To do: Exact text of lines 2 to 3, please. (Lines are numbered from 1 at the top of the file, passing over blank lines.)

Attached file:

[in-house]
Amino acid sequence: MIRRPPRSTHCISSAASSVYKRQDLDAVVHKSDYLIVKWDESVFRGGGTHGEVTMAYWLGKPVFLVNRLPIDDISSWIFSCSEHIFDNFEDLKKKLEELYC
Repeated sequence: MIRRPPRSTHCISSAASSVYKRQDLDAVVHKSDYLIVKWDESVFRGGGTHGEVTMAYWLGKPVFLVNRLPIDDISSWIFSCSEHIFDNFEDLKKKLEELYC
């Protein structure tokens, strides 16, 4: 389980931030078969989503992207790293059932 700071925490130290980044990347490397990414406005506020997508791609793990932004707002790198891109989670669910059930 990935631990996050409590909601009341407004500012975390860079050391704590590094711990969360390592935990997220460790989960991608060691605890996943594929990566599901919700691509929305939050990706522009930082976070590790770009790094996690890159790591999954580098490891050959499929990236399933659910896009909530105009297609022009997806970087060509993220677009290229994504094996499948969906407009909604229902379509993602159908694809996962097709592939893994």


Amino acid sequence: MIRRPPRSTHCISSAASSVYKRQDLDAVVHKSDYLIVKWDESVFRGGGTHGEVTMAYWLGKPVFLVNRLPIDDISSWIFSCSEHIFDNFEDLKKKLEELYC
Repeated sequence: MIRRPPRSTHCISSAASSVYKRQDLDAVVHKSDYLIVKWDESVFRGGGTHGEVTMAYWLGKPVFLVNRLPIDDISSWIFSCSEHIFDNFEDLKKKLEELYC